The Administration’s Health Care Initiative with Regards to Electronic Medical Records
There are many reasons for the push towards Electronic Medical Records (EMR) by our current administration, among these, to reduce health care expenses via technology that utilizes electronic document imaging. While there are many that support this concept and effort, there are almost as many cautioning us that this is not a simple process and even five years is not long enough to rectify the situation
It is hoped that the adoption of EMR across the US medical industry will improve medical care by making patient information more readily available. Improved medical care can mean a variety of things; from a better understanding of a patient’s pre-existing history via diagnostic records, vaccination records, allergies, previous diseases and pre-existing conditions, to easier methods of communication with other medical professionals for treatment and follow-on care.
Insurance carriers also benefit because recording a patient’s condition and treatment record can be more easily understood via EMR in comparison to hand-written documents. Costs can also be lowered by having a secure central repository of patient records for multiple medical practitioners so that economies of scale can be achieved with regards to patient billing and insurance reimbursement submissions.
Additionally, EMR systems can also help reduce unnecessary tests and treatments because patient history will be more completely recorded and more widely available.
So what are the pitfalls? Even though the goals are laudable, implementation is going to take time due to:
1) In some cases, EMR systems are being used primarily for patient billing and insurance reimbursement because getting paid, unfortunately, can take priority over patient care. Good for healthcare insurers, but bad for patients if not also used to improve medical care.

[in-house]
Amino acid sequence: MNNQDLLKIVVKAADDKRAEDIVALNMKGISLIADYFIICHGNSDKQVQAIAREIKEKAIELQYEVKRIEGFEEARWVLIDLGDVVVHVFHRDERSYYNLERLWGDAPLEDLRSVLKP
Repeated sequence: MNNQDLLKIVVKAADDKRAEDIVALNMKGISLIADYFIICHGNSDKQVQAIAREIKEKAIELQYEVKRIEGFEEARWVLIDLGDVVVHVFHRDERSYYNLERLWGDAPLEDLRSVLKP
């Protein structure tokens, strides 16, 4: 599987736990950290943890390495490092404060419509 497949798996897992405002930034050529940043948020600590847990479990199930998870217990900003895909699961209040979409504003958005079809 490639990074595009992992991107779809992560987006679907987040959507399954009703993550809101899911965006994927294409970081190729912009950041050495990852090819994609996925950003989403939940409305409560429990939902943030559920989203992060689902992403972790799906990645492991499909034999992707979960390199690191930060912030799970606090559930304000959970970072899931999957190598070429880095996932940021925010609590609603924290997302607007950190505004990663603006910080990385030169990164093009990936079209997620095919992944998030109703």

2) There are few standards in the field so that patient records stored in one medical records system, may be accessed by another. This can even be true with scanned records since, in some cases, they are imported in a proprietary format.
3) There are so many paper records still in use that many healthcare organizations are trying to economically justify importing their patients’ records into an imaging system.
4) Individual Private practitioners, not affiliated with a large healthcare organization, may not conceivably justify the cost of migrating their patients’ records to such a system when the cost of hardware and software might be in the $40,000 range.
Possible First Steps to Successful EMR Implementation
1) Some of the companies that stand to reap the rewards of EMR implementation the fastest and have the best ability to leverage their record systems are the insurance companies and hospitals. In addition to making it easier for these firms to perform their patient billing, they can easily expand their systems to include patient medical records. Using the latest technology, such as Web-based interfaces and viewer add-ons (like our VirtualViewer AJAX), , secure medical records viewing technology can be provided at little cost, and with little or no training!
2) Medical records and insurance companies should create a set of standards to quickly establish communication protocols between systems (ideally use what exists today) and direct all medical record images to be put in a standard format like TIFF or PDF which almost any system can read today. Additional benefits to such image formats would be that by using modern annotation technology, physician notes can be placed on such records as ‘sticky notes’ or other types of annotations, and securely archived.
3) Service companies in the medical records and insurance processing industries could take it upon themselves to utilize existing industry standards for communication, document storage, and document formats (such as TIFF, PDF and Word), so that they can easily interoperate with whatever systems already exist, or come to market. Plus, by using Web-based viewers, they can reduce training and installation issues for their users.
Improving health care through EMR integration a provides many measureable benefits, both for patients, and the organizations involved in providing healthcare. Now is the time to establish some standards to insure that all players can effectively and efficiently communicate, and securely share healthcare information.. Successful EMR implementation will allow for competition and cooperation – which hopefully will result in faster and more successful results for all. Just be warned that this process will not come overnight, but then, patience is a virtue.